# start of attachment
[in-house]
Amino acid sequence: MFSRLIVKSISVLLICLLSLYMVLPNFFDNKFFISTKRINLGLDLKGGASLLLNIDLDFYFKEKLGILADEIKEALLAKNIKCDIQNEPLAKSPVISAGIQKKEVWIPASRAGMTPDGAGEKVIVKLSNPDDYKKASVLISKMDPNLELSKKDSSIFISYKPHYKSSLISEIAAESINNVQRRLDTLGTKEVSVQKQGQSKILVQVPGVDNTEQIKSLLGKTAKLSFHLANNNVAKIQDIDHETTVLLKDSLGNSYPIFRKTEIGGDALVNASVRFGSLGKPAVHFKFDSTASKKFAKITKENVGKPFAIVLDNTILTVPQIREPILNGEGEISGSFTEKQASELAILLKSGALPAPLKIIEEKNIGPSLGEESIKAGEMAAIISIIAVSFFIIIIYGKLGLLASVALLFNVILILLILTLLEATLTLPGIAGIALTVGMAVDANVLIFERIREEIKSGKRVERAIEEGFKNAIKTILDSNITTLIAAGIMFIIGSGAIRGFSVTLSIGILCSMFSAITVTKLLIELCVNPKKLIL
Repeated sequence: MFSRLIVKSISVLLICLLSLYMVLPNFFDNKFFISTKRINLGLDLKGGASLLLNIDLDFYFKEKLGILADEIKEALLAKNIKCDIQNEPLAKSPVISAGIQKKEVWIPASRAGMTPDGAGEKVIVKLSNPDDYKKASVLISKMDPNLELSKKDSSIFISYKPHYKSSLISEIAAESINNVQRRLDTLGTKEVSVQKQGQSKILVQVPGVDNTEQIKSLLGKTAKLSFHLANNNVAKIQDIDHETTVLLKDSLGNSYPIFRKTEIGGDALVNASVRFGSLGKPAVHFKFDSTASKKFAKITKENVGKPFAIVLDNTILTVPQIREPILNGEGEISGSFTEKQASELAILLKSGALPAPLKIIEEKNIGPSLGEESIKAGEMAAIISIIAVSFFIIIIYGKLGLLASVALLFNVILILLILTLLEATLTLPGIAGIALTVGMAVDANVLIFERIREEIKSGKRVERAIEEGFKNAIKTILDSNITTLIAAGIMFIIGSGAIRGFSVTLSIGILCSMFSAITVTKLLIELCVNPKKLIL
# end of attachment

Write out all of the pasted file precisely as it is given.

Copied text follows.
[in-house]
Amino acid sequence: MFSRLIVKSISVLLICLLSLYMVLPNFFDNKFFISTKRINLGLDLKGGASLLLNIDLDFYFKEKLGILADEIKEALLAKNIKCDIQNEPLAKSPVISAGIQKKEVWIPASRAGMTPDGAGEKVIVKLSNPDDYKKASVLISKMDPNLELSKKDSSIFISYKPHYKSSLISEIAAESINNVQRRLDTLGTKEVSVQKQGQSKILVQVPGVDNTEQIKSLLGKTAKLSFHLANNNVAKIQDIDHETTVLLKDSLGNSYPIFRKTEIGGDALVNASVRFGSLGKPAVHFKFDSTASKKFAKITKENVGKPFAIVLDNTILTVPQIREPILNGEGEISGSFTEKQASELAILLKSGALPAPLKIIEEKNIGPSLGEESIKAGEMAAIISIIAVSFFIIIIYGKLGLLASVALLFNVILILLILTLLEATLTLPGIAGIALTVGMAVDANVLIFERIREEIKSGKRVERAIEEGFKNAIKTILDSNITTLIAAGIMFIIGSGAIRGFSVTLSIGILCSMFSAITVTKLLIELCVNPKKLIL
Repeated sequence: MFSRLIVKSISVLLICLLSLYMVLPNFFDNKFFISTKRINLGLDLKGGASLLLNIDLDFYFKEKLGILADEIKEALLAKNIKCDIQNEPLAKSPVISAGIQKKEVWIPASRAGMTPDGAGEKVIVKLSNPDDYKKASVLISKMDPNLELSKKDSSIFISYKPHYKSSLISEIAAESINNVQRRLDTLGTKEVSVQKQGQSKILVQVPGVDNTEQIKSLLGKTAKLSFHLANNNVAKIQDIDHETTVLLKDSLGNSYPIFRKTEIGGDALVNASVRFGSLGKPAVHFKFDSTASKKFAKITKENVGKPFAIVLDNTILTVPQIREPILNGEGEISGSFTEKQASELAILLKSGALPAPLKIIEEKNIGPSLGEESIKAGEMAAIISIIAVSFFIIIIYGKLGLLASVALLFNVILILLILTLLEATLTLPGIAGIALTVGMAVDANVLIFERIREEIKSGKRVERAIEEGFKNAIKTILDSNITTLIAAGIMFIIGSGAIRGFSVTLSIGILCSMFSAITVTKLLIELCVNPKKLIL